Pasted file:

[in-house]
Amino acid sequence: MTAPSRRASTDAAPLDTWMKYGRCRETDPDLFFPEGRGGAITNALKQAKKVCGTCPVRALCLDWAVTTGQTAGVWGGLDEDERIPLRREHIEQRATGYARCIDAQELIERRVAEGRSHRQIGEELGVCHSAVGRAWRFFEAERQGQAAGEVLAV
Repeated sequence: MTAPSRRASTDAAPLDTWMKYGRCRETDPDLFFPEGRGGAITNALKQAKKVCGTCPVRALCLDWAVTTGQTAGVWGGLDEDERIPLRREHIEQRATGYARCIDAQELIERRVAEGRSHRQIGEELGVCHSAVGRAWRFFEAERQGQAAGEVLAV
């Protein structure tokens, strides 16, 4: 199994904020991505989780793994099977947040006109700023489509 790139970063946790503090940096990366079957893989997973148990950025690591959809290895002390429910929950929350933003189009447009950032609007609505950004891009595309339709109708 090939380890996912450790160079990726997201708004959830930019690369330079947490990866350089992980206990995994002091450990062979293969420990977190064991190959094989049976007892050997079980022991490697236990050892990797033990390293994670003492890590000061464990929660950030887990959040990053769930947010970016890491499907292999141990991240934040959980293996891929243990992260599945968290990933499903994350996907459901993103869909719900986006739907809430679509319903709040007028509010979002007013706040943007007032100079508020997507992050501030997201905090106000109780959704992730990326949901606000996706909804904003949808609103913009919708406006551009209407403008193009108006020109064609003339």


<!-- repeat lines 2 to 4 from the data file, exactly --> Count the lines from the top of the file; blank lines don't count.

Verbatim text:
Amino acid sequence: MTAPSRRASTDAAPLDTWMKYGRCRETDPDLFFPEGRGGAITNALKQAKKVCGTCPVRALCLDWAVTTGQTAGVWGGLDEDERIPLRREHIEQRATGYARCIDAQELIERRVAEGRSHRQIGEELGVCHSAVGRAWRFFEAERQGQAAGEVLAV
Repeated sequence: MTAPSRRASTDAAPLDTWMKYGRCRETDPDLFFPEGRGGAITNALKQAKKVCGTCPVRALCLDWAVTTGQTAGVWGGLDEDERIPLRREHIEQRATGYARCIDAQELIERRVAEGRSHRQIGEELGVCHSAVGRAWRFFEAERQGQAAGEVLAV
């Protein structure tokens, strides 16, 4: 199994904020991505989780793994099977947040006109700023489509 790139970063946790503090940096990366079957893989997973148990950025690591959809290895002390429910929950929350933003189009447009950032609007609505950004891009595309339709109708 090939380890996912450790160079990726997201708004959830930019690369330079947490990866350089992980206990995994002091450990062979293969420990977190064991190959094989049976007892050997079980022991490697236990050892990797033990390293994670003492890590000061464990929660950030887990959040990053769930947010970016890491499907292999141990991240934040959980293996891929243990992260599945968290990933499903994350996907459901993103869909719900986006739907809430679509319903709040007028509010979002007013706040943007007032100079508020997507992050501030997201905090106000109780959704992730990326949901606000996706909804904003949808609103913009919708406006551009209407403008193009108006020109064609003339």